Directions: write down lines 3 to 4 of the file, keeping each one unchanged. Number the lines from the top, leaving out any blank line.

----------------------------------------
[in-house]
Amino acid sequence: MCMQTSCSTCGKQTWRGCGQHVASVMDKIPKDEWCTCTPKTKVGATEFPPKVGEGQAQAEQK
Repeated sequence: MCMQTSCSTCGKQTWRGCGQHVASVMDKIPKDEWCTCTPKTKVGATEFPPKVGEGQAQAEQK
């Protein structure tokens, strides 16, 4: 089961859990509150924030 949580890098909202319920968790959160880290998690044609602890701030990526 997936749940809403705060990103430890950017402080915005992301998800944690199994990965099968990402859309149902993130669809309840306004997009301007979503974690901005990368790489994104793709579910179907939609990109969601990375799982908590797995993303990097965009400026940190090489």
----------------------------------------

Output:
Repeated sequence: MCMQTSCSTCGKQTWRGCGQHVASVMDKIPKDEWCTCTPKTKVGATEFPPKVGEGQAQAEQK
């Protein structure tokens, strides 16, 4: 089961859990509150924030 949580890098909202319920968790959160880290998690044609602890701030990526 997936749940809403705060990103430890950017402080915005992301998800944690199994990965099968990402859309149902993130669809309840306004997009301007979503974690901005990368790489994104793709579910179907939609990109969601990375799982908590797995993303990097965009400026940190090489």